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Analyzing and Planning Electro-static Discharge (ESD) Protection

Analyzing and Planning Electro-static Discharge (ESD) Protection
by Paul McLellan on 05-23-2011 at 5:00 am

 ESD has historically been a big problem analyzed with ad-hoc approaches. As explained earlier, this is no longer an adequate way to plan nor signoff ESD protection.

Pathfinder is the first full-chip comprehensive ESD planning and verification solution. It is targeted to address limitations in today’s methodologies. Using a full-chip modeling approach, it can verify that a design meets ESD guidelines and identify vulnerable areas of the design. It can report if current density exceeds limits for wires and vias. It works for both digital and analog circuits.

There are three different types of analysis.

[LIST=1]

  • First, human body model (HBM) and machine model (MM) checks. These are the ESD problems that can result from either humans touching the pins or during manufacturing test and assembly. Pathfinder will check to ensure than if ESD voltage occurs between any two pins (or bumps) then it will traverse one or more clamp cells placed between those pins. First the loop resistance through each clamp cell is estimated. If the resistance is too high then that clamp cell is ignored and only any remaining cells (if any) for that path are considered. Checks are performed to ensure that the ESD protection is sufficient between each pair of pins.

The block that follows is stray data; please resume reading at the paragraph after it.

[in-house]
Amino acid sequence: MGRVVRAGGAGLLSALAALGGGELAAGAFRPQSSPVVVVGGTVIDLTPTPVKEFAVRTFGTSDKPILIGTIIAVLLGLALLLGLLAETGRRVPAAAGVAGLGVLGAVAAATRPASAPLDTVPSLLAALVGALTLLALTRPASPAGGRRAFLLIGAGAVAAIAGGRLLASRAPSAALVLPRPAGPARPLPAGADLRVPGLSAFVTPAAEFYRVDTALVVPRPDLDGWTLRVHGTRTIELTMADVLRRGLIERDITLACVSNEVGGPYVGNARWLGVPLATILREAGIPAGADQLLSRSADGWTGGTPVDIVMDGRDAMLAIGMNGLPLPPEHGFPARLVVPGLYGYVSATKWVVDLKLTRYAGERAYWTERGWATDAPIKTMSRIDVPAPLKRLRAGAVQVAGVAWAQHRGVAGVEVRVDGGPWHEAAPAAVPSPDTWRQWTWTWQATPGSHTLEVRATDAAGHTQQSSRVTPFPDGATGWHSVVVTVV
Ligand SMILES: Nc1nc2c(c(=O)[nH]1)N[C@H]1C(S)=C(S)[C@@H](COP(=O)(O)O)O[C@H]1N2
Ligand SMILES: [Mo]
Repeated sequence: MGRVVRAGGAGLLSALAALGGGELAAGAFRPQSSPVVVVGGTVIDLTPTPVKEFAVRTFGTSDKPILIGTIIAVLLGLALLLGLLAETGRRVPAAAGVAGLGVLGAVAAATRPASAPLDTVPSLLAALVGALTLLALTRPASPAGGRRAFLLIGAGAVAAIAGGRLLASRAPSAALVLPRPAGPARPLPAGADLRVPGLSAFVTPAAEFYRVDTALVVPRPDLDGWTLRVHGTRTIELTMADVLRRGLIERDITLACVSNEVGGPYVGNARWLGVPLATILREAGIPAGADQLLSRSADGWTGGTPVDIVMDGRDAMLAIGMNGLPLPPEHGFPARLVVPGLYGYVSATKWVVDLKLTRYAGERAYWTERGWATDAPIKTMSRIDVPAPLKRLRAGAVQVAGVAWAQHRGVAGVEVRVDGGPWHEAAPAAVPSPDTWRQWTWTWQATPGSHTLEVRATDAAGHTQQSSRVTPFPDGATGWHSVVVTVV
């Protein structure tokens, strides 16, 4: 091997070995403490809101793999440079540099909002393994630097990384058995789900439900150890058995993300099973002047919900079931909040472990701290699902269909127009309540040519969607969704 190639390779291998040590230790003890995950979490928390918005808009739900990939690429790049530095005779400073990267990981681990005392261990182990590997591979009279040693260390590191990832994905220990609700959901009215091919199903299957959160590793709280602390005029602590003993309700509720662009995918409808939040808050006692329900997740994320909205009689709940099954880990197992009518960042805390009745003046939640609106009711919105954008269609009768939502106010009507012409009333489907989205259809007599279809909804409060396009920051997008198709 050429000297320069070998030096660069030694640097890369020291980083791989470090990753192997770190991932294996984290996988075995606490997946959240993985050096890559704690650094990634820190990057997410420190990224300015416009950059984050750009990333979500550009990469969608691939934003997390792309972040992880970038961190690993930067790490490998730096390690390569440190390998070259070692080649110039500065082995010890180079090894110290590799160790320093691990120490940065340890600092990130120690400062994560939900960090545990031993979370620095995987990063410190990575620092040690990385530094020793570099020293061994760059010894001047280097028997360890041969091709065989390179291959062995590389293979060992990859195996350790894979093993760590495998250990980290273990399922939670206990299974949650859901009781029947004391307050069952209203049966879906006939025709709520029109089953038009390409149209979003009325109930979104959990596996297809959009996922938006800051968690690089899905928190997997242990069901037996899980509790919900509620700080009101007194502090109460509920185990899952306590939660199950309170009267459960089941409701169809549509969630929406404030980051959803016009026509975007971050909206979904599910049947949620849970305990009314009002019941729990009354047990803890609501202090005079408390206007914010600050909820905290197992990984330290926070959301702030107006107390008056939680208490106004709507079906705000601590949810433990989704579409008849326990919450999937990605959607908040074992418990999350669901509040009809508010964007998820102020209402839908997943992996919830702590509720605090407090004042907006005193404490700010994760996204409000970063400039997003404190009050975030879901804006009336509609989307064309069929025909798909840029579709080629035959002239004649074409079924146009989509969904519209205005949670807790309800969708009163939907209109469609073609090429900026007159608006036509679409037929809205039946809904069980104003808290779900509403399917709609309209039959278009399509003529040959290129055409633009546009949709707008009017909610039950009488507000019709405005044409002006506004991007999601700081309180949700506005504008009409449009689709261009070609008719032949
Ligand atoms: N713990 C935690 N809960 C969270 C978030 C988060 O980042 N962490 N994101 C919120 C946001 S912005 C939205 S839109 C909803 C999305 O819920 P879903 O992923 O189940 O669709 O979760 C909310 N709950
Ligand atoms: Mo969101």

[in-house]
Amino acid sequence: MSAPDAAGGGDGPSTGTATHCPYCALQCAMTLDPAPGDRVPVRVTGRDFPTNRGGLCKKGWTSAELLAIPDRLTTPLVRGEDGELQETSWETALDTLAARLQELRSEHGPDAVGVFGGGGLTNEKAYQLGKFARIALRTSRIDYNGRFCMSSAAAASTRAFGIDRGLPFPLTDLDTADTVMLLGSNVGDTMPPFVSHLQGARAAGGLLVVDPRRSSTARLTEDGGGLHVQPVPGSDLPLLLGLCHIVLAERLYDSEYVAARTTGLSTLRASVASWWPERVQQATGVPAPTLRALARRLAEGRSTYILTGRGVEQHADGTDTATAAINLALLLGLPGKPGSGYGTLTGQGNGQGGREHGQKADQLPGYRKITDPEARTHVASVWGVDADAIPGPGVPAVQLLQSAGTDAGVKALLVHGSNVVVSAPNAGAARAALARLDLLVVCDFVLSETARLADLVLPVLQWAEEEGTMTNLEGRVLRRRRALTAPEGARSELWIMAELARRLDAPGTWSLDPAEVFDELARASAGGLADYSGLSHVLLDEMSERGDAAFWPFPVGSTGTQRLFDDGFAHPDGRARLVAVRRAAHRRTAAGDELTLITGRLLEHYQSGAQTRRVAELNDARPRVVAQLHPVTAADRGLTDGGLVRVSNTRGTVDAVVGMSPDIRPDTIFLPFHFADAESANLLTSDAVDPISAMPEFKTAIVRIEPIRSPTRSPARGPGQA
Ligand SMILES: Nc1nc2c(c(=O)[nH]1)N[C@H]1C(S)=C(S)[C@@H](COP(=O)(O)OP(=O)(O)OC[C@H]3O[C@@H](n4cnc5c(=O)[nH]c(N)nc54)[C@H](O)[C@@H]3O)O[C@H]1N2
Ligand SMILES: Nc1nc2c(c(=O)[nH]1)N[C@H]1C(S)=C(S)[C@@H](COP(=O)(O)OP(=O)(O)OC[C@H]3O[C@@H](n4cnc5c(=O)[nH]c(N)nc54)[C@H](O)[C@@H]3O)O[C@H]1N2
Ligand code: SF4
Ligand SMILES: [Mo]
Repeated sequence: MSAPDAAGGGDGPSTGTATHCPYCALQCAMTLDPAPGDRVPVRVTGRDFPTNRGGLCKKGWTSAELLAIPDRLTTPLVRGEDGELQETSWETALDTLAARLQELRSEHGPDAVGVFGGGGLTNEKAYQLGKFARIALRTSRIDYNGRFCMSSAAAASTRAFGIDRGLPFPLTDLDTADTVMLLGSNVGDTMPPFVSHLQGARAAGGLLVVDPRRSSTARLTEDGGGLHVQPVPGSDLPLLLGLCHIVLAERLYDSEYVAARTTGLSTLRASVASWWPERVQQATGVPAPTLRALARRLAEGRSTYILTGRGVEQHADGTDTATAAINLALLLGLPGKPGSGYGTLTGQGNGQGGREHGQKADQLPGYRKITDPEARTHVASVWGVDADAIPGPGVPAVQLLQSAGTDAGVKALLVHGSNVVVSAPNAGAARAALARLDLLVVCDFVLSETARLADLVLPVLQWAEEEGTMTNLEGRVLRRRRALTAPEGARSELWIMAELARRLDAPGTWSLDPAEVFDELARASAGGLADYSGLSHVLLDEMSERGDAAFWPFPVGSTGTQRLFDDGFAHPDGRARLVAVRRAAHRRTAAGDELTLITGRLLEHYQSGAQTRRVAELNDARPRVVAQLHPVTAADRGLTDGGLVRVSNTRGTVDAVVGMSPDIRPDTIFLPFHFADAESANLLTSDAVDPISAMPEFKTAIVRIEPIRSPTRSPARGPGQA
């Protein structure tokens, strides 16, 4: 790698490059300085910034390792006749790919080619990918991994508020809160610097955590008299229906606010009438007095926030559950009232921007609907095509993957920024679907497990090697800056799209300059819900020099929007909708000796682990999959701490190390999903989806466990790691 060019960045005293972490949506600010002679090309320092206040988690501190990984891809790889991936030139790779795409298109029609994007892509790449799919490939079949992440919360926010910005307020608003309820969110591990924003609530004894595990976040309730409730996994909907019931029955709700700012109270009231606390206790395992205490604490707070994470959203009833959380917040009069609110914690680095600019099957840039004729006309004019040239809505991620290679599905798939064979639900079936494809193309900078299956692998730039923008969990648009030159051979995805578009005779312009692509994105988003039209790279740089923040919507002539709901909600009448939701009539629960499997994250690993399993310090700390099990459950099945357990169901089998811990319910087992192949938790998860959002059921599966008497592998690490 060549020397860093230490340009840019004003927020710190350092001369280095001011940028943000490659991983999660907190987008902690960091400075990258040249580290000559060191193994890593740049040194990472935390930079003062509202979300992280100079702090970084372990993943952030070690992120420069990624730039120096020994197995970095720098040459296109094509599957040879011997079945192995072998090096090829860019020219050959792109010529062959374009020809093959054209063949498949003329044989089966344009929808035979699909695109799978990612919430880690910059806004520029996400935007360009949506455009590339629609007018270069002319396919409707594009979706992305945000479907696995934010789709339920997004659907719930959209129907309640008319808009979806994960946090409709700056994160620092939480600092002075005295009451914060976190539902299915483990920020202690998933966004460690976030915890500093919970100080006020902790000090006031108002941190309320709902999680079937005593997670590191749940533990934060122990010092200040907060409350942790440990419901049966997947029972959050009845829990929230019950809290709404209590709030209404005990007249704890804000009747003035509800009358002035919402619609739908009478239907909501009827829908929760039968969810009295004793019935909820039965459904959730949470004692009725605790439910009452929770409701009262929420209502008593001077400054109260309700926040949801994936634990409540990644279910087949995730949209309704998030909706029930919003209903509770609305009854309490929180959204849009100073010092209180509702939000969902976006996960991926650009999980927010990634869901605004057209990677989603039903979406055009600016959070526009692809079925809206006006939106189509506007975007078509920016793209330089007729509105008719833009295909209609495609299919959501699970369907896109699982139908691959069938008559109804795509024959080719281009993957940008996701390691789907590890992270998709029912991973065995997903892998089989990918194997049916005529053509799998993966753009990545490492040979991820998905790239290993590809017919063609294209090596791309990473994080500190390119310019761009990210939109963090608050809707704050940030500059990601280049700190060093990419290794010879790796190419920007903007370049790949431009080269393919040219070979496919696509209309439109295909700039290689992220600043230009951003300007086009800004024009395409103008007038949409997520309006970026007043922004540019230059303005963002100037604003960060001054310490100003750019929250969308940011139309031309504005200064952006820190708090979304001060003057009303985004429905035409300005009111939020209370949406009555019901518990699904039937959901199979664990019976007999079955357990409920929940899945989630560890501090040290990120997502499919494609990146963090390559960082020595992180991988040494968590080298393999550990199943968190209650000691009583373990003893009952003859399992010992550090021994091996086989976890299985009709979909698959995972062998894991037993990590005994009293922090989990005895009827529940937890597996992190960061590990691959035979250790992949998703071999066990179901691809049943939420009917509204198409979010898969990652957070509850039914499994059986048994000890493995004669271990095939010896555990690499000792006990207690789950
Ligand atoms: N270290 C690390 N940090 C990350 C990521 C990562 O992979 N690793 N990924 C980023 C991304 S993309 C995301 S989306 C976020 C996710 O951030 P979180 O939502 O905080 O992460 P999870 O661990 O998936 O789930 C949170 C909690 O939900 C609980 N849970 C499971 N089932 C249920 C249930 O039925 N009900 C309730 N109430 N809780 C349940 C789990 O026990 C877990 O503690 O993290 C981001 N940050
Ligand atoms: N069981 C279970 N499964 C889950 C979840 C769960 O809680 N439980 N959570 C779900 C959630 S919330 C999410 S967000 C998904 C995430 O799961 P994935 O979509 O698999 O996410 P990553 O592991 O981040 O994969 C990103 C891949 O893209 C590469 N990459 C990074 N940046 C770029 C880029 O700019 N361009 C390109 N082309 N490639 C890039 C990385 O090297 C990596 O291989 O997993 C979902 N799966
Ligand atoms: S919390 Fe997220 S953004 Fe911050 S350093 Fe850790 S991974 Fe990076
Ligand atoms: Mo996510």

• Charged device model (CDM) checks. This is check for build up in logic, package capacitors and other circuits such as memories that need to have low resistance discharge paths.
  • Current density checks. This involve estimating the current density in wires following the injection of current into any pin pair. It calculates the current through the wires and vias and highlights any which fail the current density limits (as defined by the process guidelines).

     Following this analysis, extensive information can be created to enable debugging: reports, histograms and graphical displays overlaid onto the layout. This makes it easy to perform what-if experiments without leaving the tool. Once any changes are confirmed, an ECO report is created to allow for implementation of those changes in the final layout of the chip.

    Pathfinder is used in two different ways. Early in the design it can be used for ESD planning, especially on bumped chips which need to contain extensive ESD protection circuitry in the core and not just in an IO ring. If this is not done, and ESD protection circuitry is only added very late in the design process, it risks causing unexpected area (and perhaps timing) problems and thus potentially major schedule impact. The second way is to analyze the final design to signoff on the ESD protection prior to tapeout.

    Pathfinder white paper

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